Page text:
Photo caption: Christian Studies Department Chair Cory Barnes, second from right, answers a question during the Reformation Day panel discussion. Also pictured are, left to right, Christian studies major Nathan Gaydosik, moderator; Dr. Benjamin McFry; Dr. Charles Carter; Dr. Alan Wingard; and Dr. Terry Morris, left.
Rome, Ga. – An afternoon of academic presentations at Shorter University marked an important historic milestone as Shorter’s Department of Social Sciences and Department of Christian Studies joined together to celebrate the 500th anniversary of the Reformation.
“The event was a complete success,” said Dr. Jared Linebach, assistant professor of criminal justice and chair of the Department of Social Sciences. “When I surveyed the audience, I noticed that we had a pretty good mixture of students, faculty, and community members.”
The event celebrated the day Martin Luther nailed his 95 theses to the door of the church at Wittenburg and examined the impacts that event, and the Protestant movement it started, have had on the modern world.
Presenters included Christian studies major Alton Chambers, who opened the proceedings with a paper titled “Orienting Ourselves to the Reformation.”
Faculty presenters were Dr. Charles Carter, assistant professor of history, who spoke on “Technological Features of the Protestant Reformation”; Dr. Terry Morris, professor of history, who examined “The Role of the Reformation in the Coming of the Modern World”; Cory Barnes, assistant professor of Christian studies and chair of the Department of Christian Studies, whose topic was “Presbyterians and Lutherans and Baptists, Oh My!: Denominationalism as a Legacy of the Reformation”; Dr. Alan Wingard, professor of music and dean emeritus of Shorter’s School of Fine and Performing Arts, who examined “Martin Luther’s Continuing Impact and Influence on Sacred Music”; and Dr. Benjamin McFry, associate professor of English and German, who discussed “Faith, Work, and Solitude: Luther’s Translation of Romans 3:28 and Its Impact.”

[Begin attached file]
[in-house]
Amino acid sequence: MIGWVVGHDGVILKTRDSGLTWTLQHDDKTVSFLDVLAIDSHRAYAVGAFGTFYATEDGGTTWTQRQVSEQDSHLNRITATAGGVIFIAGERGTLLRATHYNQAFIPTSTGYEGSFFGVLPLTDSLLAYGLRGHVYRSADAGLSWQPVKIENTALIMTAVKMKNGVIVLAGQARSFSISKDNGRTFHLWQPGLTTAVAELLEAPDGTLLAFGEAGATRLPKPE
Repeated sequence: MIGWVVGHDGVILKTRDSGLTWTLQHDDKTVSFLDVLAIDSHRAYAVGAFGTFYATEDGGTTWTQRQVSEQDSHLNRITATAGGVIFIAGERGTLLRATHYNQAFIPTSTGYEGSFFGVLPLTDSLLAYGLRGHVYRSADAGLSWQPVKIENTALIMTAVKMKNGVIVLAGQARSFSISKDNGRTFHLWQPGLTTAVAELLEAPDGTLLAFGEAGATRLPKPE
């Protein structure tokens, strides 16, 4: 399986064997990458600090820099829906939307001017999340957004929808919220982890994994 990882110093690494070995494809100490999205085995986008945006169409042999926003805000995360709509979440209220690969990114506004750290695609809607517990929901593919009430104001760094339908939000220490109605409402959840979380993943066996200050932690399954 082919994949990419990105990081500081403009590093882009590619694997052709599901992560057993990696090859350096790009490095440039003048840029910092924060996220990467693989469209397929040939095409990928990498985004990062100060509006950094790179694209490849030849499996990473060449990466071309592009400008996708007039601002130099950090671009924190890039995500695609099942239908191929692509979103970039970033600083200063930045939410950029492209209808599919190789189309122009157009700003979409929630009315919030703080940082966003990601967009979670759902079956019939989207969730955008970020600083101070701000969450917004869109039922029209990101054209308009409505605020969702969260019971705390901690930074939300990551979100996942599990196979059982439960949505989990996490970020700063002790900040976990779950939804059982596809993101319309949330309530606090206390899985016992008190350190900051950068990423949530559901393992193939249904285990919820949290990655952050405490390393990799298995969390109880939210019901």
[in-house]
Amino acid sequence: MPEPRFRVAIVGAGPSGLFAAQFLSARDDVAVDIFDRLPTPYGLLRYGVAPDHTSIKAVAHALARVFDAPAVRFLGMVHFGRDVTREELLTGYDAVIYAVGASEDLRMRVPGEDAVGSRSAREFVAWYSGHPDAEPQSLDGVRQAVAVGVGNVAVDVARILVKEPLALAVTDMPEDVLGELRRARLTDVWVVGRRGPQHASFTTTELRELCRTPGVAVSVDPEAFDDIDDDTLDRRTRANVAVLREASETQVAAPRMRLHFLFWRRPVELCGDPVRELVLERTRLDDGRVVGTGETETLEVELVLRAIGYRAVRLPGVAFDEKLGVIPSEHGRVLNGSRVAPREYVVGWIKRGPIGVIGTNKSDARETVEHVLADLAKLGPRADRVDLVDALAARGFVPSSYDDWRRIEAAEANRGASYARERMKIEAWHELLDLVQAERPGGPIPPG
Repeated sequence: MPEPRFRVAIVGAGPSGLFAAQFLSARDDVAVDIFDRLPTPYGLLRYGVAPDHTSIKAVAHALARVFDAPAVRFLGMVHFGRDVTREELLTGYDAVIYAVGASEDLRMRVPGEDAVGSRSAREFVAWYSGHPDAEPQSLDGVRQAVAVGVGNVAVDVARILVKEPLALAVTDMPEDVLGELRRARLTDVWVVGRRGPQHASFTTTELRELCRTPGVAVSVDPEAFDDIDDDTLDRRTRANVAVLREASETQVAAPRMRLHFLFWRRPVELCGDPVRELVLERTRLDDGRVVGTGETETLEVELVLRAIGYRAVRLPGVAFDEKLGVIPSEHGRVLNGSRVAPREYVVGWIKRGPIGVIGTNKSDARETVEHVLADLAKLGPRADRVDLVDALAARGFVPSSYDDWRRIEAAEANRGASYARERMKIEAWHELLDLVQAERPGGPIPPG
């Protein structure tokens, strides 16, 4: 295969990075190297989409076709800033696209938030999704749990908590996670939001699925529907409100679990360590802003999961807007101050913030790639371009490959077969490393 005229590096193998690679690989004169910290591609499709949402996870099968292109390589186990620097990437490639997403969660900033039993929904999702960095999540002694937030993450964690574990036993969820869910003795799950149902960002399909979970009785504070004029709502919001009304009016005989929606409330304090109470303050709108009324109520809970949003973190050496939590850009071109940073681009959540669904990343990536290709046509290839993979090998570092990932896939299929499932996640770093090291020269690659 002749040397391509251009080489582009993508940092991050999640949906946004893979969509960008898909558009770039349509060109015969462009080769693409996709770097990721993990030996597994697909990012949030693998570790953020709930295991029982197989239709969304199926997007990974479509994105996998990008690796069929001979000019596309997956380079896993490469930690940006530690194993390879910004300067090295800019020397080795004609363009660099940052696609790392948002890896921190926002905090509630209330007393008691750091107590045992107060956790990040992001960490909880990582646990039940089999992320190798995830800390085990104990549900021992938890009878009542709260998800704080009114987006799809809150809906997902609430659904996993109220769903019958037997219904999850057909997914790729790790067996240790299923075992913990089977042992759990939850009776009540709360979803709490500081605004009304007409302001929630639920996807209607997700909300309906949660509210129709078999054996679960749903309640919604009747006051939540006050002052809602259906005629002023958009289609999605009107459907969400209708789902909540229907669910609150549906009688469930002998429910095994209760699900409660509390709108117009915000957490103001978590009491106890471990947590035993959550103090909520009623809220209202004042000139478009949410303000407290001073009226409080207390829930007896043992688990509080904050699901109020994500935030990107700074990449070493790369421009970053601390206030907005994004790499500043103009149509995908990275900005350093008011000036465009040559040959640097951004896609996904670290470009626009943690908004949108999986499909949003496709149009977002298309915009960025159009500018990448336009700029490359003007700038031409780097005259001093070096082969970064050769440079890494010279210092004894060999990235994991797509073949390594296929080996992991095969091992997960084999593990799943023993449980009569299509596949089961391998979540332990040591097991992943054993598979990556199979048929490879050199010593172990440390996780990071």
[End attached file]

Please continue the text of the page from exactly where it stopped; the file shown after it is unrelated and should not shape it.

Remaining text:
The session ended with a panel discussion featuring all of the presenters, which was moderated by Christian studies major Nathan Gaydosik.
“The presentations by the student and faculty were exceptional,” Dr. Linebach said. “Presenters clearly conveyed the essence of the Protestant Reformation as initiated by Martin Luther. We were able to get a sense of the event 500 years ago, the culture of 500 years ago, and the effects of the event that we are still impacted by today. Questions asked of the panel at the end of the program were thought-provoking and showcased our faculty’s extensive knowledge of the Protestant Reformation.”
Founded in 1873, Shorter University is a Christ-centered, four-year liberal arts university committed to excellence in education. U.S. News & World Report and The Princeton Review annually include Shorter on their lists of best regional colleges. The university offers traditional bachelor’s degrees in 40 areas of study, online courses and degree programs, undergraduate programs for working adults, and master’s programs.